Public Events

31 Mar 2017

Optimizing Infrastructure in the Asia-Pacific Region


This talk recorded on Fri 31 March 2017, 6pm at University of Nottingham Kuala Lumpur Teaching Centre, Level 2, Chulan Tower, Number 3 Jalan Conlay, Kuala Lumpur.

Prof. William F. Laurance (Director of CTESS, James Cook University & ALERT)

William Laurance is a Distinguished Research Professor and Australian Laureate at James Cook University in Cairns, Australia.  He joined JCU in 2009 after having spent 14 years as a Senior Staff Scientist with the Smithsonian Institution, based in Brazil and Panama. Professor Laurance also holds the Prince Bernhard Chair in International Nature Conservation at Utrecht University, Netherlands, and is a research associate at the Smithsonian and Harvard University. At James Cook University, Laurance is director of the Centre for Tropical Environmental and Sustainability Science, an active interdisciplinary research group with about one hundred investigators working in more than 40 tropical nations.  He also founded and directs ALERT—the Alliance of Leading Environmental Researchers and Thinkers—a scientific organization that advances environmental sustainability and reaches around 500,000 informed readers worldwide each week.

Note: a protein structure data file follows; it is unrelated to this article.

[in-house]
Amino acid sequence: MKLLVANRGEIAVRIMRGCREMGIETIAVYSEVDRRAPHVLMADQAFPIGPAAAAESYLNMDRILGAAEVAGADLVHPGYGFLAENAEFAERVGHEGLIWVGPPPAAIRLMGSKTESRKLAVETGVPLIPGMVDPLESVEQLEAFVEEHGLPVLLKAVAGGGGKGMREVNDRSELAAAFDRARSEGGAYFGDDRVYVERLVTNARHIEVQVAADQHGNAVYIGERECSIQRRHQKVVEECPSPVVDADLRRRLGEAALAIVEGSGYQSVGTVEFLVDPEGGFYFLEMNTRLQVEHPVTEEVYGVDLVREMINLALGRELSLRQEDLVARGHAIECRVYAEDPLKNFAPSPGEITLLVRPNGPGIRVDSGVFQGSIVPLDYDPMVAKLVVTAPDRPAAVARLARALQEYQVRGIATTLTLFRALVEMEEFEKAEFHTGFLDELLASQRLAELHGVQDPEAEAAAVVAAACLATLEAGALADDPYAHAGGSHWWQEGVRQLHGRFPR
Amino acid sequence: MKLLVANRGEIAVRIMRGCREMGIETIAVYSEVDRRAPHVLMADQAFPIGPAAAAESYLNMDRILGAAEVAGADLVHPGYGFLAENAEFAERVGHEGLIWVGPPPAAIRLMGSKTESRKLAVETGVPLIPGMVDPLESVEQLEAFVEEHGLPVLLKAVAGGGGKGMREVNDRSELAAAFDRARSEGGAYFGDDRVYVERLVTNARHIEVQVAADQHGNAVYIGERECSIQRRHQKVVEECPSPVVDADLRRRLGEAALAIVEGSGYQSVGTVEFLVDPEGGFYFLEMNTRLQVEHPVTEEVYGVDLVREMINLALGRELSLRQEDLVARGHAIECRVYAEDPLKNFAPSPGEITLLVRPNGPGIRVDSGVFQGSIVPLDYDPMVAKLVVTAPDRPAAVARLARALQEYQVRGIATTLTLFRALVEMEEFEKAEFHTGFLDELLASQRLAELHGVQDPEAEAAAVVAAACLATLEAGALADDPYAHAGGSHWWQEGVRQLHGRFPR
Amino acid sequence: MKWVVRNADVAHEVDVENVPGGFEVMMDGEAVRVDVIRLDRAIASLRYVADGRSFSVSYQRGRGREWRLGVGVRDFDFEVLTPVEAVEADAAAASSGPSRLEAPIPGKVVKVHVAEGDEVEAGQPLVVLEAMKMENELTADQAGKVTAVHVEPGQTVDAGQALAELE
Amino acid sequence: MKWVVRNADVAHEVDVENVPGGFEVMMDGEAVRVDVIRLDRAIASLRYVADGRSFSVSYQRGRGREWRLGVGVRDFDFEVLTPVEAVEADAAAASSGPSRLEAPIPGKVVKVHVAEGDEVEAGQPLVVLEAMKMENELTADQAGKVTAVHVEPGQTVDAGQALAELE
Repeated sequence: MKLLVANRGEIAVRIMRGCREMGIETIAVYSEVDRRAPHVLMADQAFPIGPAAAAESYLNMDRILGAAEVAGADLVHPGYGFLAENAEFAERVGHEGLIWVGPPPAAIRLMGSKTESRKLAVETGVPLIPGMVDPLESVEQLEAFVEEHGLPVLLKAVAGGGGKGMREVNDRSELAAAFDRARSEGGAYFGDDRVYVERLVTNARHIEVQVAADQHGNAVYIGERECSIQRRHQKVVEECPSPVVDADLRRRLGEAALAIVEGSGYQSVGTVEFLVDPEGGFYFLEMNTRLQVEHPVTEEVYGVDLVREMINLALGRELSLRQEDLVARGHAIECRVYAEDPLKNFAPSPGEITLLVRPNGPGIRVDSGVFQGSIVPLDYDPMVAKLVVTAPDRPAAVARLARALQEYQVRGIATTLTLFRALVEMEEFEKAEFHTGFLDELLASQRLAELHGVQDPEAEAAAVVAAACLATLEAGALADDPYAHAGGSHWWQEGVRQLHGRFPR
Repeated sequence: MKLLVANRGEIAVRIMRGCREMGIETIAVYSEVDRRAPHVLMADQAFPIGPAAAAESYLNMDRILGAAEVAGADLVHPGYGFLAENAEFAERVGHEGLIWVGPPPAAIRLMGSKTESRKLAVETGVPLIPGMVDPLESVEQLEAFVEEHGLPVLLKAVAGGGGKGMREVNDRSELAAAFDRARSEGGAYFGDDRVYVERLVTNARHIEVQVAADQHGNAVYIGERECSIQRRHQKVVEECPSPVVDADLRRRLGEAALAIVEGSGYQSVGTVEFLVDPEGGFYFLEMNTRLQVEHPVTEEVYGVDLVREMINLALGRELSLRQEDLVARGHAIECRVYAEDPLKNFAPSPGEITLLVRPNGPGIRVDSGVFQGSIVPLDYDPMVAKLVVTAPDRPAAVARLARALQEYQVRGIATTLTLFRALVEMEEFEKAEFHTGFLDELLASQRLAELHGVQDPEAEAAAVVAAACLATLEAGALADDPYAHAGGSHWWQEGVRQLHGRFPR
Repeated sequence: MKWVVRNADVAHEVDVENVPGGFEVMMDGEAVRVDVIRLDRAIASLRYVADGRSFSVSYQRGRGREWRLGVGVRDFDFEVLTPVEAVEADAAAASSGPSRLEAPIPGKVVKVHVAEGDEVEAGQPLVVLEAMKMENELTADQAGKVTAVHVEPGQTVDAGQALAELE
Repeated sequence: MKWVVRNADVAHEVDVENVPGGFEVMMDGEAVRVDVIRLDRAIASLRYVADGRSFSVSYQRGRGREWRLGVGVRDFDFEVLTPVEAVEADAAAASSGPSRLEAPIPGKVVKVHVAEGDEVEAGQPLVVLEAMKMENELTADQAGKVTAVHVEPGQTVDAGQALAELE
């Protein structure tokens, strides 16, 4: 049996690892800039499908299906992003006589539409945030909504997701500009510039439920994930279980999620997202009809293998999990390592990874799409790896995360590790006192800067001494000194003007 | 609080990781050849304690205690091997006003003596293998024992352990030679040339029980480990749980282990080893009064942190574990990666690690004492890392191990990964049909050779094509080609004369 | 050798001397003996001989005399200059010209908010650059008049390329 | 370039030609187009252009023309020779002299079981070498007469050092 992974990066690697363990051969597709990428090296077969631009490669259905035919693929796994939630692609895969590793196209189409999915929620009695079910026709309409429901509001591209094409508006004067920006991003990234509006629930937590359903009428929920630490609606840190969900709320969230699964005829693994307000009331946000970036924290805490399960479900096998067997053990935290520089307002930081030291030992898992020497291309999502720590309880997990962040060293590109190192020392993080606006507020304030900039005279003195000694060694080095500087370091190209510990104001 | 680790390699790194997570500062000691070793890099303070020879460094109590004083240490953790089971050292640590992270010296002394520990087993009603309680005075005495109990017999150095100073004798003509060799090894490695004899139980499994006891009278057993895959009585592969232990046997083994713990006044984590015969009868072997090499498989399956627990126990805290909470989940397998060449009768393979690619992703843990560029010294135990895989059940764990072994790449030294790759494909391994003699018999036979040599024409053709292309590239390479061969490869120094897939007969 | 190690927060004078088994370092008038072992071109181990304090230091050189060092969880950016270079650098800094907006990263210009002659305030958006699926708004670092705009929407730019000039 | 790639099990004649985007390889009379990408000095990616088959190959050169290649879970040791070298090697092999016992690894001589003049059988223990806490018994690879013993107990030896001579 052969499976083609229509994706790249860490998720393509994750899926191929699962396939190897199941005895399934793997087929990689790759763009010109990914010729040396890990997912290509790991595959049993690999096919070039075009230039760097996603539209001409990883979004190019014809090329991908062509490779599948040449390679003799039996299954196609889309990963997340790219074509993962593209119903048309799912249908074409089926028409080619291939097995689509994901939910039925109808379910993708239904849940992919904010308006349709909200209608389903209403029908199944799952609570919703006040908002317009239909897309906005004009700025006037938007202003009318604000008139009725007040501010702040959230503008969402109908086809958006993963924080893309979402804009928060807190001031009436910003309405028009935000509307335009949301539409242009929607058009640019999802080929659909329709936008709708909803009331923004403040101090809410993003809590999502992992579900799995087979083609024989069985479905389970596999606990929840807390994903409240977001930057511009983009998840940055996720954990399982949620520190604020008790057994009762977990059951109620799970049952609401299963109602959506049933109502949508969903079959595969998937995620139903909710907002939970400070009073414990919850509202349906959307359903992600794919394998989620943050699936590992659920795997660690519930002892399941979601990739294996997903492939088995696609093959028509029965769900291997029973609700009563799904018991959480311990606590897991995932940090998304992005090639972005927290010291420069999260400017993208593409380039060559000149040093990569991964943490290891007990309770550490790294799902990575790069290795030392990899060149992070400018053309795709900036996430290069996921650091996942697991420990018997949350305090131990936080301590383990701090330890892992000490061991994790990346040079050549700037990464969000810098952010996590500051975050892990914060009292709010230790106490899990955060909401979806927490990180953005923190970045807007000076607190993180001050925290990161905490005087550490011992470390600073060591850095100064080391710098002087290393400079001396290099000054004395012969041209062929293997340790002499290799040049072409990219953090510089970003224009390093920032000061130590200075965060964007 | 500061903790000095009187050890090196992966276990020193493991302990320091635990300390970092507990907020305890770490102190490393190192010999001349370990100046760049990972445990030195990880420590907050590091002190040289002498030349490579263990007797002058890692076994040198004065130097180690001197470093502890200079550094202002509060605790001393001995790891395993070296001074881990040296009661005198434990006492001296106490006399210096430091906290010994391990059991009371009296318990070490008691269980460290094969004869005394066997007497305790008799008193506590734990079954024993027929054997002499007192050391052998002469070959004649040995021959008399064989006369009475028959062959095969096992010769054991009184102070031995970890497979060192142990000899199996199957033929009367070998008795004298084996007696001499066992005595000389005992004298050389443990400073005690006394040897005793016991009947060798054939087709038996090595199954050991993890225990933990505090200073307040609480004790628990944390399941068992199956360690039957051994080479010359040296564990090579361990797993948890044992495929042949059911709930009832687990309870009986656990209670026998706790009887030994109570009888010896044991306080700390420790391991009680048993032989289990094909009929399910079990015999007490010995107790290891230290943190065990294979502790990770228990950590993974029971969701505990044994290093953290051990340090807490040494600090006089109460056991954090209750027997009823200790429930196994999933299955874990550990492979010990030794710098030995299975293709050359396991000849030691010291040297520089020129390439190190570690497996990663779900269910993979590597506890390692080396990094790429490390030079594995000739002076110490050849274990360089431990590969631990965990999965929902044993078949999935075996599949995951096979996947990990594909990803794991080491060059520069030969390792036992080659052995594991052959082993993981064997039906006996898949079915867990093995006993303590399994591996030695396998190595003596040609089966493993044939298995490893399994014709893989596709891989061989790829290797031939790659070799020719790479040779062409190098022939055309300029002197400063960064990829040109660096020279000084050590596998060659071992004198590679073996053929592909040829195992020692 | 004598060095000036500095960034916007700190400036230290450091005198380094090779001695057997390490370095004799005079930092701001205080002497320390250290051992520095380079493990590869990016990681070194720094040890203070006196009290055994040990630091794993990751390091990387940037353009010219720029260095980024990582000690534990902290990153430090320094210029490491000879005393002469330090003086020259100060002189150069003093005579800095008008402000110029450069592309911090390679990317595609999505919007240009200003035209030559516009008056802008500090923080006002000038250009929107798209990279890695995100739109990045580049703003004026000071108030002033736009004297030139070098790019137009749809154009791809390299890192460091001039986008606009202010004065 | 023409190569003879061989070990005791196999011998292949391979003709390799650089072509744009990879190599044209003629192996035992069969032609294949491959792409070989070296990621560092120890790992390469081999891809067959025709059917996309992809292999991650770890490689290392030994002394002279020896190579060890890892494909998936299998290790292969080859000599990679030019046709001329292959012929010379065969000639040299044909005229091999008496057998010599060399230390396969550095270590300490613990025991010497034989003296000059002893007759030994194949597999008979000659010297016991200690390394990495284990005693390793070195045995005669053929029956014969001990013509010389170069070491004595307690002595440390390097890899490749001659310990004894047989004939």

Seminar Summary

Developing nations need better roads and transportation infrastructure to create economic opportunities and social development. However, if inadequately planned and constructed, roads can create an array of economic, social, environmental and political problems. Effectively designing and prioritizing roads is essential because at least 25 million kilometers of new roads are expected by 2050—enough to encircle the Earth more than 600 times. About 90% of these new roads will be constructed in developing nations that sustain exceptional biodiversity and ecosystem services. I will highlight ongoing efforts to maximize the social and economic benefits of new roads and transportation infrastructure while minimizing their environmental costs and socio-political and economic risks, focusing on the Asia-Pacific nations of Malaysia, Indonesia and Papua New Guinea.